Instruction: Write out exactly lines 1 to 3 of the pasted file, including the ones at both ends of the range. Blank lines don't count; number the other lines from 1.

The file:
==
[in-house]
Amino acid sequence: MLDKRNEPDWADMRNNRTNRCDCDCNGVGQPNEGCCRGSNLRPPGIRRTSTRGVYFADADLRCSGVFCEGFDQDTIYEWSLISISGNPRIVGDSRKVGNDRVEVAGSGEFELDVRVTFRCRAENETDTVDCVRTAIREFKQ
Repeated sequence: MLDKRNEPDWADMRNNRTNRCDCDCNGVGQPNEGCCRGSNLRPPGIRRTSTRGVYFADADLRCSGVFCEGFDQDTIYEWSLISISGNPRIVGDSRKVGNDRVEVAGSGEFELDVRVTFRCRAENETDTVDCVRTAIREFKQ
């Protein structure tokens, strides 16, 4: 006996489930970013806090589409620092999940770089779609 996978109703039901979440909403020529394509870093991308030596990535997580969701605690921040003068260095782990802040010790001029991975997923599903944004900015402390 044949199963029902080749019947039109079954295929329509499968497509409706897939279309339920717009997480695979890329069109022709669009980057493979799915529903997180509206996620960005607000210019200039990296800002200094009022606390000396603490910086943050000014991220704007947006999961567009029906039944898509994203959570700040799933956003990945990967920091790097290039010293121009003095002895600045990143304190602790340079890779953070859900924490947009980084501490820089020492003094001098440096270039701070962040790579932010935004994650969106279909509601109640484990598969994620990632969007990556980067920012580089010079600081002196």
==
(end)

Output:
[in-house]
Amino acid sequence: MLDKRNEPDWADMRNNRTNRCDCDCNGVGQPNEGCCRGSNLRPPGIRRTSTRGVYFADADLRCSGVFCEGFDQDTIYEWSLISISGNPRIVGDSRKVGNDRVEVAGSGEFELDVRVTFRCRAENETDTVDCVRTAIREFKQ
Repeated sequence: MLDKRNEPDWADMRNNRTNRCDCDCNGVGQPNEGCCRGSNLRPPGIRRTSTRGVYFADADLRCSGVFCEGFDQDTIYEWSLISISGNPRIVGDSRKVGNDRVEVAGSGEFELDVRVTFRCRAENETDTVDCVRTAIREFKQ